Spring is a time of rejuvenation. The snow recedes and flowers arise. Birdsong fills the air and so do allergens. We want to enjoy this wonderful season for all its worth, but that can be difficult in between sniffles and the occasional cough. Thankfully, there are ways to protect your home from allergens, and there’s a good chance you’ll find these tips helpful even if spring doesn’t bother you.

The main thing to keep in mind when making your home allergen free is the indoor air quality. If it is poor, the air inside your home could end up pestering you just as badly as the air outdoors – if not worse. Though it’s often overlooked, one of the most practical steps toward improving indoor air quality is changing the filter on your heating, ventilation, and air conditioning (HVAC) system.

Air filters protect your home HVAC system against everything from dust to dirt and pollen, and also prevent these small particles from recirculating around your house. Eventually, however, the filter will become clogged. This means you need to replace it regularly for the best indoor air quality. As a rule, pleated air filters should be changed every ninety days and fiberglass filters every thirty days. When in doubt, you can always check with the instructions from the manufacturer. Keep in mind that if you own pets, or have very sensitive allergies, you may want to shorten the interval between changes.

Besides the filter on your HVAC system, you could also make use of a portable air filter. Impressively effective, high-efficiency particulate air (HEPA) filters are able to capture 99.9% of all air pollutants 0.3 microns in diameter or larger. Some, like those that utilize charcoal or activated carbon, will also help reduce common home odors. Others equipped with ultraviolet light technology can even kill many bacteria and germs.

Of course, air filters are only effective if the pollutants you are concerned about remain airborne. Some larger, heavier allergens, like mold and pollen, fall too quickly for an air filter to pick them up. The best defense here is to keep your floors clean, especially the carpets and throw rugs which are apt to collect allergens. This entails some deep cleaning in addition to your typical vacuuming. Whether you do it yourself or have it done professionally, carpets and rugs should be cleaned every six months to two years, depending on the traffic they receive. Again, factors such as pets and allergen sensitivity should be considered.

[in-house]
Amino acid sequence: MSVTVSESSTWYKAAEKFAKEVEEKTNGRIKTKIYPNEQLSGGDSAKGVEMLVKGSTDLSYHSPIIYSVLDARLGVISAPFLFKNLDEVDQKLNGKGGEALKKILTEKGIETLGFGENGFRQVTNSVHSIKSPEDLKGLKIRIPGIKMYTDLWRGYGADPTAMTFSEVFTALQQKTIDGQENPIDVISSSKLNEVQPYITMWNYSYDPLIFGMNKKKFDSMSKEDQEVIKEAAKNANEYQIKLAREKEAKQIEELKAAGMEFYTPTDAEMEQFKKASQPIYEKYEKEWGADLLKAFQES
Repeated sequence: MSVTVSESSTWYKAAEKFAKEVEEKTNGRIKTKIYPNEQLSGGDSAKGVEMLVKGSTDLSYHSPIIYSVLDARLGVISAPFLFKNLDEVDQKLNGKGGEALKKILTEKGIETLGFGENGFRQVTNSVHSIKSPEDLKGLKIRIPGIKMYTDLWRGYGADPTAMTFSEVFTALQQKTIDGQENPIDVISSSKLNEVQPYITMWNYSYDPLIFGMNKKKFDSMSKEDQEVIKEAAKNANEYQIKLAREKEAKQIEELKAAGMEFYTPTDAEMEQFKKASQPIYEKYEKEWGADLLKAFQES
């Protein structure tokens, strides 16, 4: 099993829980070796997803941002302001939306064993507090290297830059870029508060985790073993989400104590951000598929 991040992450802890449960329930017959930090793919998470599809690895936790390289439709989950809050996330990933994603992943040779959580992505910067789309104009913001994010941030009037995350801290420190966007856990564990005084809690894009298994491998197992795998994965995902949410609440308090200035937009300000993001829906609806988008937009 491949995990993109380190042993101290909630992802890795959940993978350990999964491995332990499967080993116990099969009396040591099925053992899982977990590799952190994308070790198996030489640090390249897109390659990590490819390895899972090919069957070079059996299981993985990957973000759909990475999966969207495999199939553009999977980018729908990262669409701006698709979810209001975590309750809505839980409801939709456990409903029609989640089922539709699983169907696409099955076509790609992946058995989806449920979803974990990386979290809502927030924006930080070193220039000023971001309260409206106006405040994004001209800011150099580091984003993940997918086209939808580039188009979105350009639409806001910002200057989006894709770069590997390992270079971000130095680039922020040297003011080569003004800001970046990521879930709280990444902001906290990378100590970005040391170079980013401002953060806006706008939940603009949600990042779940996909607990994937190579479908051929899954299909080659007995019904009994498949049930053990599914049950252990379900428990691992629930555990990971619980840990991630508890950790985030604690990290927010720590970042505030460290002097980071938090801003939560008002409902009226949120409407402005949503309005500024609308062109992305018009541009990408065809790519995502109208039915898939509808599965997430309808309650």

One way that you can promote carpet cleanliness and indoor air quality is to brush your pets regularly. Not only will they love it, but you’ll be able to mitigate the level of fur they shed onto the floor and into the air.

The green-thumbs among us might even keep plants for ‘pets.’ Still, even those could affect indoor air quality. If you react to pollen, you probably already know to avoid pollinating house plants, but did you know growing their non-pollinating counterparts could soothe your allergies? These natural air filters can regulate humidity and clear up to 87% of toxins in 24 hours.

Once you’ve taken steps to improve your home’s indoor air quality, you’ll want to make sure it stays free of outdoor allergens. Drafts make this difficult, and you’ll often find them around doors and windows. Many doors and windows – especially in older homes – were simply not designed to keep out allergens, even when closed. For a simple fix, re-caulk windows and add draft stoppers to doors. You could also install newer, air-locking openings as a more permanent solution.

With these strategies, your home is on its way to being a haven from the allergen elements. Far from miserable, this spring could be your best season yet, and not just when you stay inside. Now that you have a safe indoor space to return to if allergies get you down, feel freer to roam the great outdoors. Listen to the birds, enjoy the warmer weather, and stop to smell the flowers.

Well, try to be careful with that last one.

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